Roger Marolt

I don’t hate snowboarders. I hate snowboarding. This is not because I think they go too fast or make loud noises as they scrape snow off the ski runs or even because a few snowboarders cuss and smoke cigarettes in lift lines.

For me, it’s simpler than that; I think snowboarding set the evolution of winter sports back about three decades, and now I don’t think I will live to see simple adventurers snatch skiing back from wine sippers.

I came to this conclusion through experience at the time snowboarding was gaining fast popularity and the experts predicted it was going to revolutionize the snow-sport industry. A friend of mine, who was an instructor, gave me a free invite to participate in a three-day clinic that was guaranteed to “blow my mind.”

In the first hour of the clinic, I was admittedly an uncoordinated mess and could barely figure out which end of the board went in front. By noon, I discovered that the front and back of the board were completely irrelevant. By the third day, I was a bona-fide expert and I knew with certainty that I had gotten all I was ever going to get out of the sport.

I outlasted the sport. Yes, I may be old, but snowboarding is dead. How do I know? You don’t see kids riding them anymore. Snowboards may have been the first snow-carving tool, but modern skis came along and do it much better with far more versatility. Ask any 7-year-old which is better and you will instantly appreciate the stubbornness of the last of the snowboarders you see riding out into their looming midlife crises.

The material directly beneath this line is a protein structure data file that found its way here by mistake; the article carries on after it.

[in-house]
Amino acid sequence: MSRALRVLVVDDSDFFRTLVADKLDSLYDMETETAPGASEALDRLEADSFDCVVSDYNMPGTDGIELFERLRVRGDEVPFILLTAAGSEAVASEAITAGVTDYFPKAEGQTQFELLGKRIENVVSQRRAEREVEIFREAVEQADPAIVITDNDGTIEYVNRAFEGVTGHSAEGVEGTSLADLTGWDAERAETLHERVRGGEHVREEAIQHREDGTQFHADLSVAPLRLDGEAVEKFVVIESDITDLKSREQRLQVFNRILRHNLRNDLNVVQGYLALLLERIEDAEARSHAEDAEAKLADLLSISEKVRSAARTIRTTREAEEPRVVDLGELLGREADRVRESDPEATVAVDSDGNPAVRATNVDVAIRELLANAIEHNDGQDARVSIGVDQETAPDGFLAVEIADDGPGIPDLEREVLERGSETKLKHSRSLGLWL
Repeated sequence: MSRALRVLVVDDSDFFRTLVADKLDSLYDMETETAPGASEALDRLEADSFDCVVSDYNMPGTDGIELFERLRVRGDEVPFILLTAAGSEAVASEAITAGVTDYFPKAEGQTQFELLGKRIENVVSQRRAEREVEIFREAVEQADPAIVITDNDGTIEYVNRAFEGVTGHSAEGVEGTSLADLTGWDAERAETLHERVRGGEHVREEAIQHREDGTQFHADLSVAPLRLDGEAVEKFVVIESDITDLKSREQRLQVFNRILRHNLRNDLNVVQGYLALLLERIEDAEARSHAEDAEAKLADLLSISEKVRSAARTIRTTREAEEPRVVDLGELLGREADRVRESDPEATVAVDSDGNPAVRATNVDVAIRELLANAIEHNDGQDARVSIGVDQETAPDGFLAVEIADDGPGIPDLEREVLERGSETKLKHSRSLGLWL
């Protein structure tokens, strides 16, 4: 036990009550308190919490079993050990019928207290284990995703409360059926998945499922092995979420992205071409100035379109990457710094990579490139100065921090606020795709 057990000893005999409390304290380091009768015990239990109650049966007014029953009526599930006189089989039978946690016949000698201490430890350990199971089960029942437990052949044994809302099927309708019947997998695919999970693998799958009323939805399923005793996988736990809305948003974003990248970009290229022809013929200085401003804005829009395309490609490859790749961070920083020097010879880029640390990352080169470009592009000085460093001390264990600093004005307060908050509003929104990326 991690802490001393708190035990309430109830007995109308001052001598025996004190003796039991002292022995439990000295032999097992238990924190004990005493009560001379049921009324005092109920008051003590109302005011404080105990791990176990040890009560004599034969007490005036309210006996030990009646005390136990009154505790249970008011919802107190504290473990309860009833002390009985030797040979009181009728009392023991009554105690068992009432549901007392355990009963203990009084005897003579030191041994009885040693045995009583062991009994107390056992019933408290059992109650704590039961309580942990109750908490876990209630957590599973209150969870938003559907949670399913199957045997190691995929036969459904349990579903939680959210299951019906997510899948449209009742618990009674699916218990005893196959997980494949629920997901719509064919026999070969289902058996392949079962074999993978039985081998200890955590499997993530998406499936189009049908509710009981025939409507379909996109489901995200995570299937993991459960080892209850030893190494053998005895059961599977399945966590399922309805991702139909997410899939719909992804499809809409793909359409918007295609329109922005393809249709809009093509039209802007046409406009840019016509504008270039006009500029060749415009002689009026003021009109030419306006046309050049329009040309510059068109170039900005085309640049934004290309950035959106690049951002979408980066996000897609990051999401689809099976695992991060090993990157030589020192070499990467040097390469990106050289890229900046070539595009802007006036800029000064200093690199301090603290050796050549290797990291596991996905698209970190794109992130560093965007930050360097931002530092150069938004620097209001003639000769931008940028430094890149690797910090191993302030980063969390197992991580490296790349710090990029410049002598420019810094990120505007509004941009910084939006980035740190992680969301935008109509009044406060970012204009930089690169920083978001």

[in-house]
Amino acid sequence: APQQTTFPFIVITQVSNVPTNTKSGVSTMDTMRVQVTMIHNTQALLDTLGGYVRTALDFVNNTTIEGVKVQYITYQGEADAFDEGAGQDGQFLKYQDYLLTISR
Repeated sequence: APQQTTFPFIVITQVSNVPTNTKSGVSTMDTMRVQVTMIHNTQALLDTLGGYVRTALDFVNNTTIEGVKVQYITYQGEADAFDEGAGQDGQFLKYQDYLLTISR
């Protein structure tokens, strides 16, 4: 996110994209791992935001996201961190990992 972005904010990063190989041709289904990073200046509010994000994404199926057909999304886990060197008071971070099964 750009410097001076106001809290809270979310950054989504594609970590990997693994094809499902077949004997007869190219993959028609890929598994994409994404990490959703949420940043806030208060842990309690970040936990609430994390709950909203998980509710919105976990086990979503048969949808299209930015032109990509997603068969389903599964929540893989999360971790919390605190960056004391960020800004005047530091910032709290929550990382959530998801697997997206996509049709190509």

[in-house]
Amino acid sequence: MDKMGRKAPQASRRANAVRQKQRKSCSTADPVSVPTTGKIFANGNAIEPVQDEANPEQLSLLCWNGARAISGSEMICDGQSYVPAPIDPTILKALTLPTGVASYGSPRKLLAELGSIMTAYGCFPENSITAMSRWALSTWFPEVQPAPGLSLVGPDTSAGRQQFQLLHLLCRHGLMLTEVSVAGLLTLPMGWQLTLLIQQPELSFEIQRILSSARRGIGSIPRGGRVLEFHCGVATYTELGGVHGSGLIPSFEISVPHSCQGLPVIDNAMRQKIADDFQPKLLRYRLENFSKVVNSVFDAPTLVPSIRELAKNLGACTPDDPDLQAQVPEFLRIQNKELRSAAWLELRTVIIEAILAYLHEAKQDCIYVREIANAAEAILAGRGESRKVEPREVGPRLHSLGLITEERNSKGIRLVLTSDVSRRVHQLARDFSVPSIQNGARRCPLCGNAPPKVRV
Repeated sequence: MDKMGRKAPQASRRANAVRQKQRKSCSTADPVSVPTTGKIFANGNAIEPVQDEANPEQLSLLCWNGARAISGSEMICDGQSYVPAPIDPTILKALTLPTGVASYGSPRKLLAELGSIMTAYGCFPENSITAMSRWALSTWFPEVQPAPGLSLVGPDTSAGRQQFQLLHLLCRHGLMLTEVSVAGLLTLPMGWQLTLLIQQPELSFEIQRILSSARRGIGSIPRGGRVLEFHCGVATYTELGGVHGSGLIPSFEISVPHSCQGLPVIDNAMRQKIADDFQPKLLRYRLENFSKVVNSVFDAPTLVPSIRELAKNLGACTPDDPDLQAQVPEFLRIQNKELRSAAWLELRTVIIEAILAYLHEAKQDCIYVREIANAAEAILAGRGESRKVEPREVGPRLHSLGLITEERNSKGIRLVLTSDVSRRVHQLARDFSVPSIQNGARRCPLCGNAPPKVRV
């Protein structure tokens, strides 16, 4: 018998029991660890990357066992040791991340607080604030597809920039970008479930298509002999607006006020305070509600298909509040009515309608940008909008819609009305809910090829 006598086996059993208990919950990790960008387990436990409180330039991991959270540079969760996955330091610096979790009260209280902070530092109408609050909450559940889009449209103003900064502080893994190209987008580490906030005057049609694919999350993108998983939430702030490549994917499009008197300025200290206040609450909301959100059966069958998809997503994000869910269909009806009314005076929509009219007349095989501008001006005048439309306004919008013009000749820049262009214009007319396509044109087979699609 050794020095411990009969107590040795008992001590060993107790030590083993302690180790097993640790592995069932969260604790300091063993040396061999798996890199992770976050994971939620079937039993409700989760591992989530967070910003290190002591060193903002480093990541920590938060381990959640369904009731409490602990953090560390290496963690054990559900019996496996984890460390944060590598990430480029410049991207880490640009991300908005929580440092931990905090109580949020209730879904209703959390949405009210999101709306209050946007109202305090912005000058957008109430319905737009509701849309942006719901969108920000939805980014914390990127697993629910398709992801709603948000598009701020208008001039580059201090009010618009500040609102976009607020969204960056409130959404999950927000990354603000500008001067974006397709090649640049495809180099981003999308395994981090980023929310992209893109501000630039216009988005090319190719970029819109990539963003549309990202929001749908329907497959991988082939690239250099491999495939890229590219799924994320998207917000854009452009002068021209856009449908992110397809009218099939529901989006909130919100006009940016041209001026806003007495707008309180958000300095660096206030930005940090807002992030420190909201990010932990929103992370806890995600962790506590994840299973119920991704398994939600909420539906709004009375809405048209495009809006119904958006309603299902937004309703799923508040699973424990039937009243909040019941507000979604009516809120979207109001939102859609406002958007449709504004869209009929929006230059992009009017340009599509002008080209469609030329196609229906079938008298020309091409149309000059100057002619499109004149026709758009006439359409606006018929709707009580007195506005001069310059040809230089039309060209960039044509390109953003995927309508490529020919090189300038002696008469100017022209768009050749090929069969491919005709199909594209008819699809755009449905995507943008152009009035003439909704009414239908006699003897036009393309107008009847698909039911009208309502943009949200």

OK, you see a few tourist kids now and then on them, but you can blame that on the parents who told them that it was the cool thing to do and who garnered this information from watching the X Games on TV and still think that three-day infomercial during a mid-winter lull in the real sports world is a harbinger of hip trends. The main reason kids show up at the venue anymore is for the concerts after the events.

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